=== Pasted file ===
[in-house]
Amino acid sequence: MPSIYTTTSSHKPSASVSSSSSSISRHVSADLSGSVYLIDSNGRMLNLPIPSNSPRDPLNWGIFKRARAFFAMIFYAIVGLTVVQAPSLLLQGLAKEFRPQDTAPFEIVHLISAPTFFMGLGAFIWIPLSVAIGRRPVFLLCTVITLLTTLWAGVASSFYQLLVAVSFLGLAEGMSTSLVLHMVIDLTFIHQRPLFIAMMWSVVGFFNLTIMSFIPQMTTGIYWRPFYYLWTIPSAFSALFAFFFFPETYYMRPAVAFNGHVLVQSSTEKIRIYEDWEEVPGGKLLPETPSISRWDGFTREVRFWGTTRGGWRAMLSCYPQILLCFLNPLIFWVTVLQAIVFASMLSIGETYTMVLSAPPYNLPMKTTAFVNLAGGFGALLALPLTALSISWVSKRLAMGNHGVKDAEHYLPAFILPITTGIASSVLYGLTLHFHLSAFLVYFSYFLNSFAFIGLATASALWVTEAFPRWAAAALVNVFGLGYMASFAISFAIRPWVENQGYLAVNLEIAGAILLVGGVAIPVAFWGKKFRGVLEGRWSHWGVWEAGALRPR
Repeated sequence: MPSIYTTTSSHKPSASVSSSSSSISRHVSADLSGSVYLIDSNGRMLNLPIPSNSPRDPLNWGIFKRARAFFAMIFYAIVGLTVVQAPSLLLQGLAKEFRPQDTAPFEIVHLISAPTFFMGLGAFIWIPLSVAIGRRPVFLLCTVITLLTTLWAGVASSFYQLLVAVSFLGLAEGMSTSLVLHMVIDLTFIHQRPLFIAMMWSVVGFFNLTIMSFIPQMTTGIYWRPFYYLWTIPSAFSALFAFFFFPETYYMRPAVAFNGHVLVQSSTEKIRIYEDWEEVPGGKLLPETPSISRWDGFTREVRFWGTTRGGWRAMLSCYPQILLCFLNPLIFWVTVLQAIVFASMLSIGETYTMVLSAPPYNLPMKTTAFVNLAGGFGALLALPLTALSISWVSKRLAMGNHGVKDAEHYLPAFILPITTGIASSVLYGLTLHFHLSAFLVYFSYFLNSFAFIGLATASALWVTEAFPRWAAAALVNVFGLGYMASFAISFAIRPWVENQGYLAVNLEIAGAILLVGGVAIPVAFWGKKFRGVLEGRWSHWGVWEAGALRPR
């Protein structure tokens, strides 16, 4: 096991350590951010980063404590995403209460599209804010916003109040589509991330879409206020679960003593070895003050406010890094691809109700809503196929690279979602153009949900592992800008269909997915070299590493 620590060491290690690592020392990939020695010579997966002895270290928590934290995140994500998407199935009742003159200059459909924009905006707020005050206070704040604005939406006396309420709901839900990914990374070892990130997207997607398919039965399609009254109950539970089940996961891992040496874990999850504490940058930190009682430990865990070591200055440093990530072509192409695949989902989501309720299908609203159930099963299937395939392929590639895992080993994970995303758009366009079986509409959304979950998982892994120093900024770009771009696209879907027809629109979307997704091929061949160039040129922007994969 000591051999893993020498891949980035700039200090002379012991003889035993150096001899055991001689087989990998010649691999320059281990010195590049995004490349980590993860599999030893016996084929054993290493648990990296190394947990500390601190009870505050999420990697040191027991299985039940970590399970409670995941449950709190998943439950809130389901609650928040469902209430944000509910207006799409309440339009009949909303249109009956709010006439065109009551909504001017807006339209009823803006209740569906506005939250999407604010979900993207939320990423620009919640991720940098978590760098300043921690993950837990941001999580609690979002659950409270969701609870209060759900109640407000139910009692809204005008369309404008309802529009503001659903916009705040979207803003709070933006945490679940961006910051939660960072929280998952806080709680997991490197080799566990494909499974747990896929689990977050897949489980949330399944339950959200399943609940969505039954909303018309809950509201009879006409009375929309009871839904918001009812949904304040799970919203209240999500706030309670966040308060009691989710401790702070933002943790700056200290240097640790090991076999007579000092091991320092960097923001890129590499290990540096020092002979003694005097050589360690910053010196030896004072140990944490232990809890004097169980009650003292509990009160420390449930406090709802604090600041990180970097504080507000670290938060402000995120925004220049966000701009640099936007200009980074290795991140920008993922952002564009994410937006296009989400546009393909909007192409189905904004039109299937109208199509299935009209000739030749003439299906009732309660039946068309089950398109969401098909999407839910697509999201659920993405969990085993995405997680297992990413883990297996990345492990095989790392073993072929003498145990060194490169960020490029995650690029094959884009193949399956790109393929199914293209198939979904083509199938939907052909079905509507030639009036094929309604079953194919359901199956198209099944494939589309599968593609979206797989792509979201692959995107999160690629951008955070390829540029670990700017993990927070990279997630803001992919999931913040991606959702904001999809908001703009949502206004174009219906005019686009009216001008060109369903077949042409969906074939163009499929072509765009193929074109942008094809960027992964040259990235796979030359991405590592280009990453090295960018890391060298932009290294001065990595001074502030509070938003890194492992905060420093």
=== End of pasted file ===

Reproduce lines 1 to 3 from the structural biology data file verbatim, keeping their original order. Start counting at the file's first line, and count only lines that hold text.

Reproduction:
[in-house]
Amino acid sequence: MPSIYTTTSSHKPSASVSSSSSSISRHVSADLSGSVYLIDSNGRMLNLPIPSNSPRDPLNWGIFKRARAFFAMIFYAIVGLTVVQAPSLLLQGLAKEFRPQDTAPFEIVHLISAPTFFMGLGAFIWIPLSVAIGRRPVFLLCTVITLLTTLWAGVASSFYQLLVAVSFLGLAEGMSTSLVLHMVIDLTFIHQRPLFIAMMWSVVGFFNLTIMSFIPQMTTGIYWRPFYYLWTIPSAFSALFAFFFFPETYYMRPAVAFNGHVLVQSSTEKIRIYEDWEEVPGGKLLPETPSISRWDGFTREVRFWGTTRGGWRAMLSCYPQILLCFLNPLIFWVTVLQAIVFASMLSIGETYTMVLSAPPYNLPMKTTAFVNLAGGFGALLALPLTALSISWVSKRLAMGNHGVKDAEHYLPAFILPITTGIASSVLYGLTLHFHLSAFLVYFSYFLNSFAFIGLATASALWVTEAFPRWAAAALVNVFGLGYMASFAISFAIRPWVENQGYLAVNLEIAGAILLVGGVAIPVAFWGKKFRGVLEGRWSHWGVWEAGALRPR
Repeated sequence: MPSIYTTTSSHKPSASVSSSSSSISRHVSADLSGSVYLIDSNGRMLNLPIPSNSPRDPLNWGIFKRARAFFAMIFYAIVGLTVVQAPSLLLQGLAKEFRPQDTAPFEIVHLISAPTFFMGLGAFIWIPLSVAIGRRPVFLLCTVITLLTTLWAGVASSFYQLLVAVSFLGLAEGMSTSLVLHMVIDLTFIHQRPLFIAMMWSVVGFFNLTIMSFIPQMTTGIYWRPFYYLWTIPSAFSALFAFFFFPETYYMRPAVAFNGHVLVQSSTEKIRIYEDWEEVPGGKLLPETPSISRWDGFTREVRFWGTTRGGWRAMLSCYPQILLCFLNPLIFWVTVLQAIVFASMLSIGETYTMVLSAPPYNLPMKTTAFVNLAGGFGALLALPLTALSISWVSKRLAMGNHGVKDAEHYLPAFILPITTGIASSVLYGLTLHFHLSAFLVYFSYFLNSFAFIGLATASALWVTEAFPRWAAAALVNVFGLGYMASFAISFAIRPWVENQGYLAVNLEIAGAILLVGGVAIPVAFWGKKFRGVLEGRWSHWGVWEAGALRPR